Two female reporters, working on separate pieces for both the New York Times and The Guardian, point out that, for many women, the most disturbing aspect of the now infamous Trump/Billy Bush video is one that men aren’t likely to appreciate.
It’s not so much the crass lewdness, or even the casual banter about groping sexual assault that really captures the devastating import of this episode as seen through the eyes of other women. It’s the fact that the woman (in this case, Arianne Zucker) is made the object of an inside joke between Bush and Trump as they drastically alter their behavior to “accommodate” her when she actually appears on the video, after they’ve thoroughly dissected her with lascivious comments. She has no idea what has transpired in the preceding two minutes, but Trump and Billy Bush are very much aware of it:
After Access Hollywood host Billy Bush and Trump spend a few minutes making lascivious comments about actor Arianne Zucker, they meet the woman they were just objectifying. The woman that Trump – who has just taken some Tic Tacs “just in case I start kissing her” – called “it”.
“How about a little hug for the Donald?” Bush says, smiling. He then asks for his own embrace.
In that moment, Bush and Trump are in on a joke and Zucker is the punchline.
The reason many men aren’t likely to appreciate the significance of this is because, for men, the experience of being evaluated, commented upon in private, and judged based solely on their appearance is pretty much a foreign concept. Not so for women—it’s what they have to deal with throughout their entire lives. As Jessica Valenti, writing for The Guardian, explains it:
It’s painful to watch not just because Zucker doesn’t know what was said about her, but because this is what women are afraid of. That the men we know, the men we work with – or even love – say horrible things about us. That despite assurances that they respect us and consider us equals, men are secretly winking behind our back. That we are not really people to them, but things.
And what Trump does here is validate those assumptions, that whoever Zucker actually is is not even a relevant consideration to them.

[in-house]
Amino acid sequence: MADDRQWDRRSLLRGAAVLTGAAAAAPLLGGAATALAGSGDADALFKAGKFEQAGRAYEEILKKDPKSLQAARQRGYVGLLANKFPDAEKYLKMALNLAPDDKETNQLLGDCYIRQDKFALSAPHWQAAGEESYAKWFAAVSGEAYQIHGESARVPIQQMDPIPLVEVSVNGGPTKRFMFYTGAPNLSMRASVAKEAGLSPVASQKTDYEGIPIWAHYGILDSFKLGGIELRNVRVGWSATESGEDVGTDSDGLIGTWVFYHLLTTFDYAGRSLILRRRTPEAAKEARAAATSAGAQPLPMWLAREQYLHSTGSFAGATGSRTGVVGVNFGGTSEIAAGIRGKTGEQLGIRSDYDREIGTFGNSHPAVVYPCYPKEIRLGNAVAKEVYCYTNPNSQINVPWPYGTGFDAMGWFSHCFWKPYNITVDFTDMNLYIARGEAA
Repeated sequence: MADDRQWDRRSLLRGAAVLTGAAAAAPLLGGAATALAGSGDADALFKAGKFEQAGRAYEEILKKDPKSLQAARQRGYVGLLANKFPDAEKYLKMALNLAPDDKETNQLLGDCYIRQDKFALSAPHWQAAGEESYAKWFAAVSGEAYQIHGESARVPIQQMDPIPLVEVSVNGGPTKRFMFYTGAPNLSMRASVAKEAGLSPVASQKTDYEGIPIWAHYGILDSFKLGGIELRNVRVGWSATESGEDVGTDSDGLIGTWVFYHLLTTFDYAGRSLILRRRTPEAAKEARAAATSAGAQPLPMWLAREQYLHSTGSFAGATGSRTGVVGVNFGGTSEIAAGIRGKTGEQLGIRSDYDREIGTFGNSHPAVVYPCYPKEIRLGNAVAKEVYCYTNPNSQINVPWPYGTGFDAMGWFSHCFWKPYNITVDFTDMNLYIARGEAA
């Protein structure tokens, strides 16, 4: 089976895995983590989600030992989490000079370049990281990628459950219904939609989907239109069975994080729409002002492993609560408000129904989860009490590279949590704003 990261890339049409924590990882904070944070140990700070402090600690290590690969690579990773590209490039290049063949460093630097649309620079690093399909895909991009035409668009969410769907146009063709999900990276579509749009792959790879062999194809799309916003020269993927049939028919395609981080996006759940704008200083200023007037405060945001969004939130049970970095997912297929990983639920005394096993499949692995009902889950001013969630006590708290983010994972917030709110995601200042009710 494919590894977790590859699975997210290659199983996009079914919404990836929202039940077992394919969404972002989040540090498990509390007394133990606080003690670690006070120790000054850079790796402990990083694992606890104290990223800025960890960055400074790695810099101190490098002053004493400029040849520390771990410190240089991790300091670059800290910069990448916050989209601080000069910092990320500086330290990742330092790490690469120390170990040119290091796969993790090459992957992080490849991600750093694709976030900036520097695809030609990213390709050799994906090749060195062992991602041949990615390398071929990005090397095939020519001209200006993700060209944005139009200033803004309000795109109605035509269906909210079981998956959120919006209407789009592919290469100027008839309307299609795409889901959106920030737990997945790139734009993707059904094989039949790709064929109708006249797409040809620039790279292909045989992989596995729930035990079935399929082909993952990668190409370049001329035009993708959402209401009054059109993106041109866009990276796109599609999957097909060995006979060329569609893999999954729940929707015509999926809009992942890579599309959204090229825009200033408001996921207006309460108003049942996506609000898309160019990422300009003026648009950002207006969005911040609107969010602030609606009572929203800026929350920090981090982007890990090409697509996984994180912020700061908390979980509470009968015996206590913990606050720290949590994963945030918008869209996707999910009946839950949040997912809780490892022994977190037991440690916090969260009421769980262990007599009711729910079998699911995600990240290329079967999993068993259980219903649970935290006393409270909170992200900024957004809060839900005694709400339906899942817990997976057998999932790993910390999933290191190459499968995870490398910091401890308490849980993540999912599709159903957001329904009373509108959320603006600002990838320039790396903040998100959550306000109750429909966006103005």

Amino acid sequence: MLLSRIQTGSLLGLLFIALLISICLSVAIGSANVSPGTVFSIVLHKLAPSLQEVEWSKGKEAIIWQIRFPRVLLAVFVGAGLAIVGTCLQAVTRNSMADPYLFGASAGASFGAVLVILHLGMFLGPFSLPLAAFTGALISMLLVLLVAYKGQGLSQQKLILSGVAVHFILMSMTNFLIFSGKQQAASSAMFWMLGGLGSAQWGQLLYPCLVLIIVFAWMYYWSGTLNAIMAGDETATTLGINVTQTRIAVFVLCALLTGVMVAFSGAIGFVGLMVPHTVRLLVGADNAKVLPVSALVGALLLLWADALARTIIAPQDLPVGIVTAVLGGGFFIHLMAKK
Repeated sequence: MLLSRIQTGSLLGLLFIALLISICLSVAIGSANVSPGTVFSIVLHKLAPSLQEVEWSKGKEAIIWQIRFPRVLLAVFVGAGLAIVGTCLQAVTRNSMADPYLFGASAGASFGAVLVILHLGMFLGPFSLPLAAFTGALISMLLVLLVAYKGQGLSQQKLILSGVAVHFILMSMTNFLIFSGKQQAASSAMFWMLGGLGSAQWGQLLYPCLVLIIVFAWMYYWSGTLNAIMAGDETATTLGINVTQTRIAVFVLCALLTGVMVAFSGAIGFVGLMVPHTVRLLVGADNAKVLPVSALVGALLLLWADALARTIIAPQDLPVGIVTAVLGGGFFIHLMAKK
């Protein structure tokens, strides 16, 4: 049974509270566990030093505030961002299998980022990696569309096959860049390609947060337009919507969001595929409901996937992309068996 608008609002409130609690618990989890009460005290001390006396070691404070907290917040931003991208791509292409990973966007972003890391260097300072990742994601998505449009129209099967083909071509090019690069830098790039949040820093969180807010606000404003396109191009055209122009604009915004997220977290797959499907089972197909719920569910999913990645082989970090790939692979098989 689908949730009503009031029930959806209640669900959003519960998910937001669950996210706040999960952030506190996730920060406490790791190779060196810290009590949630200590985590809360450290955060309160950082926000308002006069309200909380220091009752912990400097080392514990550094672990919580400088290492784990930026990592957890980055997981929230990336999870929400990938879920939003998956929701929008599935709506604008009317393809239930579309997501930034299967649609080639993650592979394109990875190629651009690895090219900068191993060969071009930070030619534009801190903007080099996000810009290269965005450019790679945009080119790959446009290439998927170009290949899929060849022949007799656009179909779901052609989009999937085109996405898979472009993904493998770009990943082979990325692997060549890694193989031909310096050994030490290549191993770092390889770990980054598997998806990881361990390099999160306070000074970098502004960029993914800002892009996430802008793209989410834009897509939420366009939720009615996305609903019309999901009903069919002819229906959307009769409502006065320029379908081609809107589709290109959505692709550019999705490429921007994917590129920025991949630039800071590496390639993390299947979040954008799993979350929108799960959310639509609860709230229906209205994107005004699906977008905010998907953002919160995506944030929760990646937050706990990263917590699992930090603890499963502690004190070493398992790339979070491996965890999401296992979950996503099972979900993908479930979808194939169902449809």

When women watch that interaction between Trump, Bush and Zucker, they’ll think of the countless times they walked up to a group of jovial men in mid-conversation and felt something in the pit of their stomach. They’ll wonder if their sneaking suspicion was right all along – that they were on the outside, that they were the joke.
In the Times article (behind the paywall) Susan Dominus similarly comments on the knowing silence that Bush and Trump maintain as they continue with the charade of showing “appropriate” respect to Zucker. Ms Zucker is never “let in”on the “joke” that both Bush and Trump are aware of throughout the exchange:
[I]n some ways, the most disturbing moment of the recording transpires when Bush and Trump descend from the bus. Waiting for them is the actress Arianne Zucker of “Days of Our Lives.” On the bus, her hotness has inspired cackles, what sound like high-fives, expletives. Both men have talked about her legs. Trump has already thrown back some Tic Tacs, in case he decides to lunge for a kiss. But when he steps off the bus, Trump greets her with the courtesy of a Boy Scout: “Hello, how are you, hi!”
“Hi, Mr. Trump, how are you?” Zucker says. She is polite; she is professional.
It is a moment of deeply uncomfortable dramatic irony: We, the audience, know something she does not, which is that only moments earlier, Trump was coldly appraising her body parts. Bush, acting as a two-bit pimp, asks Zucker to hug Trump, and then asks for a hug himself. Her small laugh is as fake as Trump’s politeness; it is all excruciating to watch.
What the video does more than anything else is reinforce the notion, depressingly, that women cannot count on men to be decent or respectful, and by association even other men’s well-meaning overtures and gestures must be suspect. Of course, not all men are like this, or do this, and the video actually serves to stereotype men as well by putting the boorish behavior of these two on display. But beyond this single captured incident, this video and audio confirmation of women’s worst suspicions about how many men really view them makes a mockery of all the efforts women have made, in the workplace and in the home, to be respected and recognized as equals. Dominus sees the bus (from which the audio recording emanates) as a metaphor in itself:
Bush and Trump on that bus are, in so many ways, the apotheosis of what so many of Hillary Clinton’s supporters are ready to overturn: the musty sleaziness that went out of style in the 1970s; the old bosses who want their secretaries pretty; the cigar-chomping power brokers who think sexual harassment is the woman’s problem; the drooling dimwits who have gotten further than they should have on connections and male privilege. The bus is the old boys’ club that women rarely get to see inside — but it may also turn out to be the wrecking ball that takes down the club for good.
Two women writers working for disparate newspapers came to the same simple conclusion, one that seems to have eluded most of the corporate media thus far, as it certainly eludes Donald Trump: women really don’t appreciate being made to look like fools.
See also Mark Sumner’s Abbreviated Pundit Roundup, here.
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